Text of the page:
Black Crowes Founder Rich Robinson Chronicles His Personal Life On New CD

Rich Robinson’s last album Paper ended with the song “It’s Over” and a line about “traveling out of my safety balloon.” And his newest album Through A Crooked Sun, which was released just last month, starts with the song “Gone Away” and the lyric “I fell the distance of the deepest canyon drop.”

Simply put, the man has traversed some miles — figuratively and literally. The Black Crowes guitarist and songwriter seemingly had it all early in his life: wealth, a beautiful wife, a nice home — and in the blink of an eye it was all gone. A nasty divorce eliminated the wife and most of the wealth, and later on, his home was foreclosed upon. The man, who as a kid was given a record contract and multi-platinum record sales, was broke.

Robinson’s been digging out of that mess for some time now. He’s re-married and has one child and another on the way with his new wife, and Through A Crooked Sun serves as autobiographical chronicling of his hard times, and his dedication to leave it behind and move forward with the new riches he has had bestowed upon him.

“Over the last 20 years there’s been a lot of ups and downs, of positives and negatives, of gains and losses,” Robinson said in a recent interview with The Marquee“It’s part of life and one could say that the more you live, the more shit happens — positive and negative. Everything is a learning experience and if you can learn from it, it becomes a great asset.”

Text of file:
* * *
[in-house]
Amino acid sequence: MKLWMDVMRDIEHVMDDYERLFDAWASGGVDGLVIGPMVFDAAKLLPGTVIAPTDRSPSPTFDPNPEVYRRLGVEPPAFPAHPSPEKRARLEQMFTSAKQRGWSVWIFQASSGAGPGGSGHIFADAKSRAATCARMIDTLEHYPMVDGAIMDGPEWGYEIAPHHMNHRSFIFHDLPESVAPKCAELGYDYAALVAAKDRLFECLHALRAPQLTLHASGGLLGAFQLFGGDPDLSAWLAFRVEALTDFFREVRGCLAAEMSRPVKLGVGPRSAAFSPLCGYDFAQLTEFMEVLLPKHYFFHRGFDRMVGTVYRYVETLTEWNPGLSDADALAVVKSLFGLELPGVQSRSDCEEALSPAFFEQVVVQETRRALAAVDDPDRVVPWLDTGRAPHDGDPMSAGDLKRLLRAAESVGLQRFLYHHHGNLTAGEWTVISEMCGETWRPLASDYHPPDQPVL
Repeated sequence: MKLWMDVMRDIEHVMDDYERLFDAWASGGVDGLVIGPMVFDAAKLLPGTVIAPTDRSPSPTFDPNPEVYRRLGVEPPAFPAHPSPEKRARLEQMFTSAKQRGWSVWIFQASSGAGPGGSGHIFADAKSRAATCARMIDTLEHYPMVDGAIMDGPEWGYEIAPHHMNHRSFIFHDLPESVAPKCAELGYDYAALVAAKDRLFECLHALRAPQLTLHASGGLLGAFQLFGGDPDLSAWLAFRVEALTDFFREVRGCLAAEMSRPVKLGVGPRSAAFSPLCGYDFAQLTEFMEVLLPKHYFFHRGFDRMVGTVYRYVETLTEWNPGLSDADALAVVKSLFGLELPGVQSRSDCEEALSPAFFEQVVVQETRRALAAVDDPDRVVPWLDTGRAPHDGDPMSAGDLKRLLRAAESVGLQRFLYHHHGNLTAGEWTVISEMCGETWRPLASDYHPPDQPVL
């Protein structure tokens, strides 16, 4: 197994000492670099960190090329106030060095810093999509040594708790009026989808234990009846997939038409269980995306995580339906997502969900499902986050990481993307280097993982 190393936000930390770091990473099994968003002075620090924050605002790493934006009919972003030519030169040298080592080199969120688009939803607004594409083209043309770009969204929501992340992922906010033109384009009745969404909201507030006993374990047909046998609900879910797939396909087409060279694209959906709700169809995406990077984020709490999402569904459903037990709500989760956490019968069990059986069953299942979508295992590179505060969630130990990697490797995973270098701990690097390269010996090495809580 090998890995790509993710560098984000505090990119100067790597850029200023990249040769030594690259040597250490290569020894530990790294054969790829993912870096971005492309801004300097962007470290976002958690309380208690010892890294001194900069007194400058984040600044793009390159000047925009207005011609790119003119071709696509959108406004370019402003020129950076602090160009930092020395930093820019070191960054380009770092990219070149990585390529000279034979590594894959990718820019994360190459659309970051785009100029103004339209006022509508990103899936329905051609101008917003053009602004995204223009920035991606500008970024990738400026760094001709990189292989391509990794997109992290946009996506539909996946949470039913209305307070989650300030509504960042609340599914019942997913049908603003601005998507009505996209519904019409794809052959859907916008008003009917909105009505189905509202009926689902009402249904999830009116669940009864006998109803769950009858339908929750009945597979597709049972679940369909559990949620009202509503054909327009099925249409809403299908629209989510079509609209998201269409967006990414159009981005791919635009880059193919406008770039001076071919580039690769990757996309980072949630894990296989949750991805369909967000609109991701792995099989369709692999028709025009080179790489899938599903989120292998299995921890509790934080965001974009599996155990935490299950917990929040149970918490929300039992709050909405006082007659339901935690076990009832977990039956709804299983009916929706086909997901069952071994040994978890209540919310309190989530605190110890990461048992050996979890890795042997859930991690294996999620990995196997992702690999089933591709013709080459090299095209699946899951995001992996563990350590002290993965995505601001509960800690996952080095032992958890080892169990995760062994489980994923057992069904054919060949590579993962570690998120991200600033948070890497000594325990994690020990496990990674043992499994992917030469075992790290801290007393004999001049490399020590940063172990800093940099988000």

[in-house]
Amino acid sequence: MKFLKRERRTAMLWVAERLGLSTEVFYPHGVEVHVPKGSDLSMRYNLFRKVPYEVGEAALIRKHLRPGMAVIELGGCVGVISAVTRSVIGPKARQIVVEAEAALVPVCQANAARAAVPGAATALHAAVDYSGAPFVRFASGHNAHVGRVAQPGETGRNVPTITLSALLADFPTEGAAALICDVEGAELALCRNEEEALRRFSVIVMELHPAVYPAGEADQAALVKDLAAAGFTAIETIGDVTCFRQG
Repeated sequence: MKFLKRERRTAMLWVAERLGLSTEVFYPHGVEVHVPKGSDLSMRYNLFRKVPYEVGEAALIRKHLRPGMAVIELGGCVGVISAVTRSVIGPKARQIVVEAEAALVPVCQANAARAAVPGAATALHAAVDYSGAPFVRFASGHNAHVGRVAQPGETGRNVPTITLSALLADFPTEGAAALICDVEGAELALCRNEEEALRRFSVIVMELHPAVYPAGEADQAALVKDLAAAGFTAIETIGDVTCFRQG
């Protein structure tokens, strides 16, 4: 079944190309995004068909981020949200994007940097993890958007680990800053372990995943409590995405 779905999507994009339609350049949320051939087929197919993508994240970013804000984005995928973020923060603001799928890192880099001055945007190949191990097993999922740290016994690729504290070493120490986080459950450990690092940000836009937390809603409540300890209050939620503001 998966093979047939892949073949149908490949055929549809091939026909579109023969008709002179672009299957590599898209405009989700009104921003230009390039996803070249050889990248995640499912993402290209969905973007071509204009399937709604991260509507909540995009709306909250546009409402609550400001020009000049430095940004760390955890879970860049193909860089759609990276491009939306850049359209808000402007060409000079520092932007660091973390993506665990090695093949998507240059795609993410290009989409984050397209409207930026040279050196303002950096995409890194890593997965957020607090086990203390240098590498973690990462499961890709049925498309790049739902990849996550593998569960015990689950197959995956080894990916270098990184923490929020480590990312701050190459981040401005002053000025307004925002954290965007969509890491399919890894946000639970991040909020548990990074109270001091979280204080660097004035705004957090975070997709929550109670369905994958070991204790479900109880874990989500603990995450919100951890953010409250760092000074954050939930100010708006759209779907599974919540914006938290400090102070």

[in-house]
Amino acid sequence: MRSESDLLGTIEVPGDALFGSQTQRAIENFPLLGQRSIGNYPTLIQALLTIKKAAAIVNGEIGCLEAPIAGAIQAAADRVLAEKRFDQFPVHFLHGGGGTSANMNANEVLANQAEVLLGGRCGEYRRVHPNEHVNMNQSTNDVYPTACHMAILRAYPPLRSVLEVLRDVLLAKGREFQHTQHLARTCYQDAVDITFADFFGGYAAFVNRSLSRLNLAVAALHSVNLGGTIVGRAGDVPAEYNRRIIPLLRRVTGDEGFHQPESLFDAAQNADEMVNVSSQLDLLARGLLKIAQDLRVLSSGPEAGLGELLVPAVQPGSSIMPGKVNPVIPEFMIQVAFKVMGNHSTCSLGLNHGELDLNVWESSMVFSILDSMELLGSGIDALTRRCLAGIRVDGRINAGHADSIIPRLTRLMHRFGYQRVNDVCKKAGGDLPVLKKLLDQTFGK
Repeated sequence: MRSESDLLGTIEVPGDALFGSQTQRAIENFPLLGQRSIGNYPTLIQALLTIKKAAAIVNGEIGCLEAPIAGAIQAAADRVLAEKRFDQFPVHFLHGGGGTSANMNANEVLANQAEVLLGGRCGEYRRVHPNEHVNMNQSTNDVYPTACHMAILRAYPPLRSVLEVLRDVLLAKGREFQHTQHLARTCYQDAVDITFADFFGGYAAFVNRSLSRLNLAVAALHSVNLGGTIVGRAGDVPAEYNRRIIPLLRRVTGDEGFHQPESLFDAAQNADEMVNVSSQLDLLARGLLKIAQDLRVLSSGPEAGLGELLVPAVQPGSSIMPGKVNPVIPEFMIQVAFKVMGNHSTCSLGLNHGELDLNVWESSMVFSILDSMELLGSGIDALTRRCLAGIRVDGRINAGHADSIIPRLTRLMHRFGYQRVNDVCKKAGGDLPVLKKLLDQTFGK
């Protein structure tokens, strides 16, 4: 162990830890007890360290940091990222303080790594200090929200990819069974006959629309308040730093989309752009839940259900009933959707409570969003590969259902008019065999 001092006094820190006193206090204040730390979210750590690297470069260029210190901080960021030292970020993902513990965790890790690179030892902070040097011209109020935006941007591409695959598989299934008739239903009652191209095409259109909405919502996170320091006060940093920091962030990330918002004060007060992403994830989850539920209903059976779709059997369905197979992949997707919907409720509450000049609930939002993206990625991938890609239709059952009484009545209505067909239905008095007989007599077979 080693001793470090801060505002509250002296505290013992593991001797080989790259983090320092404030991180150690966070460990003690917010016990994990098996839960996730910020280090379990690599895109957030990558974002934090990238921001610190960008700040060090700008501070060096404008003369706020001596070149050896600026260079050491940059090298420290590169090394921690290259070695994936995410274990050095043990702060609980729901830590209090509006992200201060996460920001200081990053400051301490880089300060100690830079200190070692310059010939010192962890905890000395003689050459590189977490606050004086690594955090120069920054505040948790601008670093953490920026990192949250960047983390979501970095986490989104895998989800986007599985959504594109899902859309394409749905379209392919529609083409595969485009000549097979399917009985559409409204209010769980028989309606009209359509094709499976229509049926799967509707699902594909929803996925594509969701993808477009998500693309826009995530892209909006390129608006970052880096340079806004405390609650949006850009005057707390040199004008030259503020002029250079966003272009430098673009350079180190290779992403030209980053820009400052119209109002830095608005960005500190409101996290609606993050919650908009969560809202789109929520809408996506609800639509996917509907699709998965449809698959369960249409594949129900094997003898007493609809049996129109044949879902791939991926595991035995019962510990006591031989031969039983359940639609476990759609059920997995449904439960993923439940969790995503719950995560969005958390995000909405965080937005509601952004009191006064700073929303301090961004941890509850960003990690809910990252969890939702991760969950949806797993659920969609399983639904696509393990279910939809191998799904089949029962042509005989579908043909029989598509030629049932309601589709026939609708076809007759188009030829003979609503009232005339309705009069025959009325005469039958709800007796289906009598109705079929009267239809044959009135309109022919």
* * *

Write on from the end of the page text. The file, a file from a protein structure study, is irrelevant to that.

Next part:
The new album is highly personal — possibly some of the most personal material that Robinson has ever penned. One such example is the album’s lead single “Hey Fear,” with the poignant lyric many can relate to: “Hey there fear, you’ve been there for me. A familiar voice, in a raging sea.”

Finish This Article Over At The Marquee Magazine Site . . .

Catch Rich Robinson Performing Live:

  • Twist & Shout (Free) – November 4th @ 6pm
  • The Soiled Dove – November 4th
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The Marquee is an independent, Colorado-based, PRINT & ONLINE Free Music Magazine. The Marquee strives to be the Farmer’s Almanac of the regional music scene — providing readers with facts, tid-bits, in-depth feature stories and a Calendar section that is unparalleled on Colorado’s Front Range, covering every live music venue from large venues such as Red Rocks Amphitheatre to small clubs and coffee shops.